ATLANTA – It sits there on his permanent NFL record like a small, stubborn stain on an otherwise lovely shirt.

In between Nick Foles’ fabulous 27-touchdown, two-interception Pro Bowl season with the Eagles in 2013, and his 2017 magic carpet ride from the bench to Super Bowl MVP last February, there was 2015.

Because Foles believes God does everything for a reason, he’s never going to cry the blues about his one forgettable season with the Rams, even if it did nearly drive him out of football.

“I was meant to come to this team for a reason,’’ Foles told the Daily News in the summer of 2015. “I’m going to give this team everything I have, just like I did in Philly. I want to impact the locker room, impact my teammates and create a culture where we can succeed.’’

He loved Philadelphia. Thought he was going to be the team’s starting quarterback for the foreseeable future.

But Chip Kelly had other ideas. Playing behind an injury-ravaged offensive line, Foles didn’t play nearly as well in 2014 as he had in ’13. Out of the blue, Kelly shipped him to the Rams for Sam Bradford in March 2015.

The Rams were entering their final season in St. Louis and the fourth year of the Jeff Fisher era, which had yet to produce a playoff appearance or winning record. They had lost 10 games the previous year.

They opened the 2015 season with an offensive line that included rookies at right guard and right tackle, a fourth-year center with four career starts, and a left tackle – Greg Robinson – who had given up a team-high seven sacks and nine quarterback hits the previous season.

Foles never had a chance. The line didn’t protect him, and his receiving corps was one of the worst in the league.

The team’s offensive coordinator, Brian Schottenheimer, resigned two months before Foles arrived, opting to become the offensive coordinator at the University of Georgia. Fisher replaced him with the team’s quarterbacks coach, Frank Cignetti, whose previous career stop had been at Rutgers.

“I just don’t think we had the right combination to be successful,’’ said Rams left guard Rodger Saffold, who started the first five games, then missed the rest of the season with a shoulder injury, weakening the Rams’ line even further that year.

“Sometimes, it’s really important to have the right coach to be able to coach somebody. You look at Nick, he had his blunders that year, but comes back and becomes a Super Bowl MVP. I mean, that’s huge.

“You look at Nick. You look at Case Keenum [who opened the season as Foles’ backup]. You look at the guys who really played well after they left here, you have to think it comes down to the coaching and being able to be in the right situation to maximize your abilities.’’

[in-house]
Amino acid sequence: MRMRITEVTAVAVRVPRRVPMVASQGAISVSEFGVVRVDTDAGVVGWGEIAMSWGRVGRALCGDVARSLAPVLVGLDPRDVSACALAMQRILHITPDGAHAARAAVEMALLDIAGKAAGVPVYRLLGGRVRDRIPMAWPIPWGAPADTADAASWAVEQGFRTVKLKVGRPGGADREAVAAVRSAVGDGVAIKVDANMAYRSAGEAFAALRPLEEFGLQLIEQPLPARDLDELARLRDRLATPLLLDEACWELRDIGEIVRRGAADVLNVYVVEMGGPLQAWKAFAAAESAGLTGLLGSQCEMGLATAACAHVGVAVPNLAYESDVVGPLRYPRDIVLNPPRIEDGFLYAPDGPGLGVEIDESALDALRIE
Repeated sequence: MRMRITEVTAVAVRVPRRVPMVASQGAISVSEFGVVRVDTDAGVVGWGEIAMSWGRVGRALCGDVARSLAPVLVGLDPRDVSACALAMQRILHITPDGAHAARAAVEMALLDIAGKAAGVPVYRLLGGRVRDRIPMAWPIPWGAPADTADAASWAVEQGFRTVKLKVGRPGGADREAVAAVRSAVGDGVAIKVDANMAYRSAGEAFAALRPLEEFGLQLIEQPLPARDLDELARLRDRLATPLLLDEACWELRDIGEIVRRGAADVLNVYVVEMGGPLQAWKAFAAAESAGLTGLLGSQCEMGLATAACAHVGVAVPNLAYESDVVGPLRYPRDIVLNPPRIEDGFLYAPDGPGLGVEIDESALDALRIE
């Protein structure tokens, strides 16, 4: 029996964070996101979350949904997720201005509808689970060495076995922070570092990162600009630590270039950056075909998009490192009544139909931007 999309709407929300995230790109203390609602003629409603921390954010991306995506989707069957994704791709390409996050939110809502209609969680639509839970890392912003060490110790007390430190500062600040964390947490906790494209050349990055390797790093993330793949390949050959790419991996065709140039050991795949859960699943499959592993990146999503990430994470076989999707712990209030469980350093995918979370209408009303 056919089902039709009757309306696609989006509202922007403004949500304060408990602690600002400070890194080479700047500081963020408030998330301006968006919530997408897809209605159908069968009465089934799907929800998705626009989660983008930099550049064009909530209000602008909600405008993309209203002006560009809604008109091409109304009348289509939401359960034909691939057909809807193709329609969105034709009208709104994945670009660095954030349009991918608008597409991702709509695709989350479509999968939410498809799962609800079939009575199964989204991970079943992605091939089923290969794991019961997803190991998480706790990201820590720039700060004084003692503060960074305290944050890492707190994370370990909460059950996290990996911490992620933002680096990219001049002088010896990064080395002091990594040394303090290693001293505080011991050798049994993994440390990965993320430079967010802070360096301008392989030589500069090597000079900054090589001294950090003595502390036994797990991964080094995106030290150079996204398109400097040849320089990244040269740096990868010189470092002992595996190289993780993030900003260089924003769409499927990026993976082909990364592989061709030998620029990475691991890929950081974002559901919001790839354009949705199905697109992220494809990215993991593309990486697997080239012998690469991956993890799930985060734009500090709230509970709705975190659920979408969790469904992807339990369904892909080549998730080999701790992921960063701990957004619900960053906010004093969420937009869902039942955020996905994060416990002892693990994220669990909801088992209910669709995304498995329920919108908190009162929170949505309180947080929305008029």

Things didn’t go south right away for Foles. The Rams actually won four of their first seven games that year.

Foles threw for 297 yards in a Week 1 win over Seattle. Threw just one interception in his first four starts and had a three-touchdown performance in a 24-22 win over Arizona in Week 4.

Then, in Week 5, he threw four interceptions in a 24-10 road loss to Green Bay. Threw just one touchdown pass in the next six games, four of which the Rams lost.

In an ugly 27-3 Week 13 home loss to the Cardinals, Foles completed just 15 of 35 passes for 146 yards.

And that was that.

That week, Fisher benched Foles and fired Cignetti. Keenum replaced Foles and guided the Rams to three wins in the final four games.

In his 11 starts with the Rams, Foles had a career-worst 69.0 passer rating. He had just seven touchdown passes and 10 interceptions in 337 pass attempts.

After that 297-yard performance in the season opener, he threw for more than 200 yards just once more in his other 10 starts.

“It’s hard to figure,’’ said Rams right tackle Rob Havenstein, who was a rookie starter on that team. “Nick is a terrific quarterback. You saw that with the Eagles. I don’t know what happened that year. I’m just glad it all worked out for him. He’s a really good guy.

“He helped me out a lot. I was just a rookie. But he was very personable, and I could ask him a whole bunch of questions on game day or during the week, and he’d take the time to sit and talk to me and explain things that maybe I didn’t understand.’’

The Rams finished 7-9 and it was pretty obvious to Foles that he didn’t fit into the team’s long-term plans -- particularly after they traded up in the draft that April and selected Jared Goff with the first overall pick.

Foles asked for, and eventually received, his release. He spent a couple of weeks contemplating retirement before signing with the Kansas City Chiefs and his former Eagles coach, Andy Reid.

After spending a year backing up Alex Smith, he signed with the Eagles. The rest, as they say, is history. Foles ended up leading the Eagles to their first-ever Super Bowl title in 2017 after replacing injured Carson Wentz. And Goff and the Los Angeles Rams will face the New England Patriots Sunday in Super Bowl LIII.

Rams linebacker Bryce Hager, who was a rookie on the 2015 team, was a childhood friend of Nick’s in Austin, Texas. Foles and Bryce’s older brother were teammates at Austin Westlake High School.

He was excited when he was drafted by the Rams in the seventh round and realized he was going to be on the same team with Foles. He was equally sad when it didn’t work out and Foles was released.

“There’s a lot of factors that go into it,’’ he said. “It’s too bad it didn’t work out. But he’s been doing great ever since.’’